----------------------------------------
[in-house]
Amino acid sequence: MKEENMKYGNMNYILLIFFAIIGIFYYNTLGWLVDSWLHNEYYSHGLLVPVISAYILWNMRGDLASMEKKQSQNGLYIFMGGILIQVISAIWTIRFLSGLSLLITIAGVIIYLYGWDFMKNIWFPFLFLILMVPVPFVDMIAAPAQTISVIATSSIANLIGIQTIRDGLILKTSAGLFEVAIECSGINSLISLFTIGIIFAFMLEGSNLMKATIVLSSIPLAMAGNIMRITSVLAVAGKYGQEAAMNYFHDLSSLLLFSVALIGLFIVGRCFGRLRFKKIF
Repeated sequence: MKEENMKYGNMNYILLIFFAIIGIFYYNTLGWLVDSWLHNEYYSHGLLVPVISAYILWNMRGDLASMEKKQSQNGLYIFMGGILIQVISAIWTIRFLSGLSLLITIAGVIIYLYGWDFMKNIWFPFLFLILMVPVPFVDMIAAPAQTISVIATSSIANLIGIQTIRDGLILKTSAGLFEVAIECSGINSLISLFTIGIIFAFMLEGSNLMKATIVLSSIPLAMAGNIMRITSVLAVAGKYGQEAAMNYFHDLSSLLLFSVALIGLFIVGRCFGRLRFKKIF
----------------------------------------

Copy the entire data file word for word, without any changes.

[in-house]
Amino acid sequence: MKEENMKYGNMNYILLIFFAIIGIFYYNTLGWLVDSWLHNEYYSHGLLVPVISAYILWNMRGDLASMEKKQSQNGLYIFMGGILIQVISAIWTIRFLSGLSLLITIAGVIIYLYGWDFMKNIWFPFLFLILMVPVPFVDMIAAPAQTISVIATSSIANLIGIQTIRDGLILKTSAGLFEVAIECSGINSLISLFTIGIIFAFMLEGSNLMKATIVLSSIPLAMAGNIMRITSVLAVAGKYGQEAAMNYFHDLSSLLLFSVALIGLFIVGRCFGRLRFKKIF
Repeated sequence: MKEENMKYGNMNYILLIFFAIIGIFYYNTLGWLVDSWLHNEYYSHGLLVPVISAYILWNMRGDLASMEKKQSQNGLYIFMGGILIQVISAIWTIRFLSGLSLLITIAGVIIYLYGWDFMKNIWFPFLFLILMVPVPFVDMIAAPAQTISVIATSSIANLIGIQTIRDGLILKTSAGLFEVAIECSGINSLISLFTIGIIFAFMLEGSNLMKATIVLSSIPLAMAGNIMRITSVLAVAGKYGQEAAMNYFHDLSSLLLFSVALIGLFIVGRCFGRLRFKKIF